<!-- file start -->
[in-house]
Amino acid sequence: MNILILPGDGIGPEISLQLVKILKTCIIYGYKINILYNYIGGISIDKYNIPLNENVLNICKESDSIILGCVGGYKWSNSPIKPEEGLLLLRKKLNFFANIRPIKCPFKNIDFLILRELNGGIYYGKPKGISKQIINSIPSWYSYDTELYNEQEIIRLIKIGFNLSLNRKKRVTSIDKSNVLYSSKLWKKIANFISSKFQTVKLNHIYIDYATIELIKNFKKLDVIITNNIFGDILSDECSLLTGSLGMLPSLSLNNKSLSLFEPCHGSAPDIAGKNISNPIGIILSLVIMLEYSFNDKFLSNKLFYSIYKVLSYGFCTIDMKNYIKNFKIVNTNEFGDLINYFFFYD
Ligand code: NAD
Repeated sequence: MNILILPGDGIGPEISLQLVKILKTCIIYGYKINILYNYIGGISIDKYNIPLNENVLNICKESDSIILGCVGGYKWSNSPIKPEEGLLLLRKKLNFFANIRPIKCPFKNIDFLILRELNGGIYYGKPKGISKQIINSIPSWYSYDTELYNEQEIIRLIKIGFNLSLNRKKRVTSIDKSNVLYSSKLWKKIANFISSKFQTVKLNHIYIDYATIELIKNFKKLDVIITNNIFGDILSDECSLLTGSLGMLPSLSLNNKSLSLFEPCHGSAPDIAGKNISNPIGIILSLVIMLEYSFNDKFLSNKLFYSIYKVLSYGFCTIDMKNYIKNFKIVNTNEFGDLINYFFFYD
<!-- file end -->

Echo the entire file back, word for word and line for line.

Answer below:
[in-house]
Amino acid sequence: MNILILPGDGIGPEISLQLVKILKTCIIYGYKINILYNYIGGISIDKYNIPLNENVLNICKESDSIILGCVGGYKWSNSPIKPEEGLLLLRKKLNFFANIRPIKCPFKNIDFLILRELNGGIYYGKPKGISKQIINSIPSWYSYDTELYNEQEIIRLIKIGFNLSLNRKKRVTSIDKSNVLYSSKLWKKIANFISSKFQTVKLNHIYIDYATIELIKNFKKLDVIITNNIFGDILSDECSLLTGSLGMLPSLSLNNKSLSLFEPCHGSAPDIAGKNISNPIGIILSLVIMLEYSFNDKFLSNKLFYSIYKVLSYGFCTIDMKNYIKNFKIVNTNEFGDLINYFFFYD
Ligand code: NAD
Repeated sequence: MNILILPGDGIGPEISLQLVKILKTCIIYGYKINILYNYIGGISIDKYNIPLNENVLNICKESDSIILGCVGGYKWSNSPIKPEEGLLLLRKKLNFFANIRPIKCPFKNIDFLILRELNGGIYYGKPKGISKQIINSIPSWYSYDTELYNEQEIIRLIKIGFNLSLNRKKRVTSIDKSNVLYSSKLWKKIANFISSKFQTVKLNHIYIDYATIELIKNFKKLDVIITNNIFGDILSDECSLLTGSLGMLPSLSLNNKSLSLFEPCHGSAPDIAGKNISNPIGIILSLVIMLEYSFNDKFLSNKLFYSIYKVLSYGFCTIDMKNYIKNFKIVNTNEFGDLINYFFFYD